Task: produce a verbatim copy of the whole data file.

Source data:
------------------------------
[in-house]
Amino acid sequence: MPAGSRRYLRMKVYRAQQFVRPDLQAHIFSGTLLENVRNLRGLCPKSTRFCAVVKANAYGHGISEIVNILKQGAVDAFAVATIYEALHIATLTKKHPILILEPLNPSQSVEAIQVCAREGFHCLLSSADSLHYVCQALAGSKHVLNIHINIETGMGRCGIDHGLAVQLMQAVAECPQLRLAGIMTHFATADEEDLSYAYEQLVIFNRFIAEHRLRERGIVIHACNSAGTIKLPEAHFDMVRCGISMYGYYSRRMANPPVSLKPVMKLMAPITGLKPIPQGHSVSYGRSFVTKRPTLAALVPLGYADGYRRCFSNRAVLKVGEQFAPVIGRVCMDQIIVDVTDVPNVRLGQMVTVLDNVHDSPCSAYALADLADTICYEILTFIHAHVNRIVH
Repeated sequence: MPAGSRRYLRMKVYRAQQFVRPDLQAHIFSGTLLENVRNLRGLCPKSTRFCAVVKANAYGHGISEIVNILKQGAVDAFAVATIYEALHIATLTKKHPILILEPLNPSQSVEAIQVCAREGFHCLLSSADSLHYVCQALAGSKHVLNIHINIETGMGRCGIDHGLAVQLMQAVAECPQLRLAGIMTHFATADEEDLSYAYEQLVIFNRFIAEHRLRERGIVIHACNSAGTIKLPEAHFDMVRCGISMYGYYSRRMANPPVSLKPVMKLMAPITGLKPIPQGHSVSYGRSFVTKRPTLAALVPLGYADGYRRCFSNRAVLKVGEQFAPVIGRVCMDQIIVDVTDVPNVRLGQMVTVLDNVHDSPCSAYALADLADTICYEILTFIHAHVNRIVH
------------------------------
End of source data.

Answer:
[in-house]
Amino acid sequence: MPAGSRRYLRMKVYRAQQFVRPDLQAHIFSGTLLENVRNLRGLCPKSTRFCAVVKANAYGHGISEIVNILKQGAVDAFAVATIYEALHIATLTKKHPILILEPLNPSQSVEAIQVCAREGFHCLLSSADSLHYVCQALAGSKHVLNIHINIETGMGRCGIDHGLAVQLMQAVAECPQLRLAGIMTHFATADEEDLSYAYEQLVIFNRFIAEHRLRERGIVIHACNSAGTIKLPEAHFDMVRCGISMYGYYSRRMANPPVSLKPVMKLMAPITGLKPIPQGHSVSYGRSFVTKRPTLAALVPLGYADGYRRCFSNRAVLKVGEQFAPVIGRVCMDQIIVDVTDVPNVRLGQMVTVLDNVHDSPCSAYALADLADTICYEILTFIHAHVNRIVH
Repeated sequence: MPAGSRRYLRMKVYRAQQFVRPDLQAHIFSGTLLENVRNLRGLCPKSTRFCAVVKANAYGHGISEIVNILKQGAVDAFAVATIYEALHIATLTKKHPILILEPLNPSQSVEAIQVCAREGFHCLLSSADSLHYVCQALAGSKHVLNIHINIETGMGRCGIDHGLAVQLMQAVAECPQLRLAGIMTHFATADEEDLSYAYEQLVIFNRFIAEHRLRERGIVIHACNSAGTIKLPEAHFDMVRCGISMYGYYSRRMANPPVSLKPVMKLMAPITGLKPIPQGHSVSYGRSFVTKRPTLAALVPLGYADGYRRCFSNRAVLKVGEQFAPVIGRVCMDQIIVDVTDVPNVRLGQMVTVLDNVHDSPCSAYALADLADTICYEILTFIHAHVNRIVH